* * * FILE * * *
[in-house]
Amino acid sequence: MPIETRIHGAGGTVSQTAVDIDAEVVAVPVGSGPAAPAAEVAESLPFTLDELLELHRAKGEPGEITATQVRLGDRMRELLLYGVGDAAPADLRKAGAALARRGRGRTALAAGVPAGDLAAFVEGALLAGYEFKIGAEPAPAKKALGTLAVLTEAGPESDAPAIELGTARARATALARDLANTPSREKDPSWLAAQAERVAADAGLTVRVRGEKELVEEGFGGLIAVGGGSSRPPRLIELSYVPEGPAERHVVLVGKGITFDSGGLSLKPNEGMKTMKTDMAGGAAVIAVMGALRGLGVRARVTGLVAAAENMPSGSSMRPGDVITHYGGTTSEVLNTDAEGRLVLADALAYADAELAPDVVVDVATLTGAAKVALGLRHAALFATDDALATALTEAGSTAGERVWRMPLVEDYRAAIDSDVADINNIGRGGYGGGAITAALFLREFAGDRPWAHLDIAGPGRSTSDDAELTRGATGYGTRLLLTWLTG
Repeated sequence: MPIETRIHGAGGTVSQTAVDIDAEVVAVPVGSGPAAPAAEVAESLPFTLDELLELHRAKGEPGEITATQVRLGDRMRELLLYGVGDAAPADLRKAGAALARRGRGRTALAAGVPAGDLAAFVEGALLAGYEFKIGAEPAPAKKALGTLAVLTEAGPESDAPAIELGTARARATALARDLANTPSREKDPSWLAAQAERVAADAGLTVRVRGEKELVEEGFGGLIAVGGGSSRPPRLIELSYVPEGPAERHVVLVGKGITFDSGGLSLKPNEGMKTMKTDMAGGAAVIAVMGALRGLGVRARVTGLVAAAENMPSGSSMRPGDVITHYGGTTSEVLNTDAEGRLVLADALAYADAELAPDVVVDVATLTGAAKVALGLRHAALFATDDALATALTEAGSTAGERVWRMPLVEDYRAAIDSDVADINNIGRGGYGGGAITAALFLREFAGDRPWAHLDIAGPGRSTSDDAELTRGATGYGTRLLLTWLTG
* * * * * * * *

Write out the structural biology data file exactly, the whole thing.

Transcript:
[in-house]
Amino acid sequence: MPIETRIHGAGGTVSQTAVDIDAEVVAVPVGSGPAAPAAEVAESLPFTLDELLELHRAKGEPGEITATQVRLGDRMRELLLYGVGDAAPADLRKAGAALARRGRGRTALAAGVPAGDLAAFVEGALLAGYEFKIGAEPAPAKKALGTLAVLTEAGPESDAPAIELGTARARATALARDLANTPSREKDPSWLAAQAERVAADAGLTVRVRGEKELVEEGFGGLIAVGGGSSRPPRLIELSYVPEGPAERHVVLVGKGITFDSGGLSLKPNEGMKTMKTDMAGGAAVIAVMGALRGLGVRARVTGLVAAAENMPSGSSMRPGDVITHYGGTTSEVLNTDAEGRLVLADALAYADAELAPDVVVDVATLTGAAKVALGLRHAALFATDDALATALTEAGSTAGERVWRMPLVEDYRAAIDSDVADINNIGRGGYGGGAITAALFLREFAGDRPWAHLDIAGPGRSTSDDAELTRGATGYGTRLLLTWLTG
Repeated sequence: MPIETRIHGAGGTVSQTAVDIDAEVVAVPVGSGPAAPAAEVAESLPFTLDELLELHRAKGEPGEITATQVRLGDRMRELLLYGVGDAAPADLRKAGAALARRGRGRTALAAGVPAGDLAAFVEGALLAGYEFKIGAEPAPAKKALGTLAVLTEAGPESDAPAIELGTARARATALARDLANTPSREKDPSWLAAQAERVAADAGLTVRVRGEKELVEEGFGGLIAVGGGSSRPPRLIELSYVPEGPAERHVVLVGKGITFDSGGLSLKPNEGMKTMKTDMAGGAAVIAVMGALRGLGVRARVTGLVAAAENMPSGSSMRPGDVITHYGGTTSEVLNTDAEGRLVLADALAYADAELAPDVVVDVATLTGAAKVALGLRHAALFATDDALATALTEAGSTAGERVWRMPLVEDYRAAIDSDVADINNIGRGGYGGGAITAALFLREFAGDRPWAHLDIAGPGRSTSDDAELTRGATGYGTRLLLTWLTG